The DeLorean of recycling systems!
As part of "UltraSep" - a collaborative project led by the German Federal Ministry of Education and Research (BMBF) - experts are developing an innovative ultrasonic process. Their aim is to extract valuable materials from sewage sludge so they can be reused as part of a sustainable, eco-friendly and cost-effective cycle.30 Nov 2018
Ever since the dawn of industrialization, humanity has left its mark on the environment - regrettably almost always to the detriment of the planet. And although it was noted long ago that some of what is cast aside can actually be reused, sometimes several times over, it could be argued that what we all know as "recycling" has fallen out of fashion somewhat. Luckily, researchers remain undeterred. Determined to create a real-life flux capacitor, they are constantly developing new processes that allow us to retrieve more and more from used materials - even from seemingly unpromising waste products such as sewage sludge. After all, sewage sludge contains a lot of important materials that have, until now, been hard to come by.
Sewage sludge is a heterogeneous mixture consisting mainly of water, organic substances and nitrogen and phosphorus compounds. In Germany alone, industrial and municipal sewage treatment plants generate around two million metric tons in a year. Until recently, it was mostly incinerated or used for agricultural purposes. But Germany's Sewage Sludge Ordinance, which was amended in 2017, has since shaken things up, stipulating that in the medium term at least phosphorus must be recovered from sludge. A new ultrasound method developed by AQUATTRO GmbH - which is being tested and optimized as part of the BMBF's "UltraSep" collaborative project involving Fraunhofer UMSICHT and Wupperverbandgesellschaft für integrale Wasserwirtschaft (WiW) - may well help attain this goal. The project revolves around a cutting-edge and patented ultrasonic cavitation unit that produces various physical and chemical effects in the sewage sludge that break it down so it can subsequently be separated into different recyclable fractions. Once everything has run its course, the new procedure is said to provide fibers that are rich in cellulose, a nutrient-rich gel and an easily fermentable liquid - all of which can be put to good use.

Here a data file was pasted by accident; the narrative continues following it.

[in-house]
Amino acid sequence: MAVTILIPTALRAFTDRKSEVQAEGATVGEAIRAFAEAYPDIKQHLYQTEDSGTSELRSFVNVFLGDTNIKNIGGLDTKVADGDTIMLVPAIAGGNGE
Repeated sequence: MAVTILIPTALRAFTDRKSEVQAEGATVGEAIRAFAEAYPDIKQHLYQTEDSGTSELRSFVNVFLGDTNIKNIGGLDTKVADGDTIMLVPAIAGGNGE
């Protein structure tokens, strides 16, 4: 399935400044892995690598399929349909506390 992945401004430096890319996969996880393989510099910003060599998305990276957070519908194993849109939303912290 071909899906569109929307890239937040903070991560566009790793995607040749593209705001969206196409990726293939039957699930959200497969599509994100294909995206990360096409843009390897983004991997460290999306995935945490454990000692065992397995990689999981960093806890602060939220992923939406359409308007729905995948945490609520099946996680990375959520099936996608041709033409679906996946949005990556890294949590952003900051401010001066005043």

Fraunhofer Institute for Environmental, Safety and Energy Technology UMSICHT (46047 Oberhausen, Germany)
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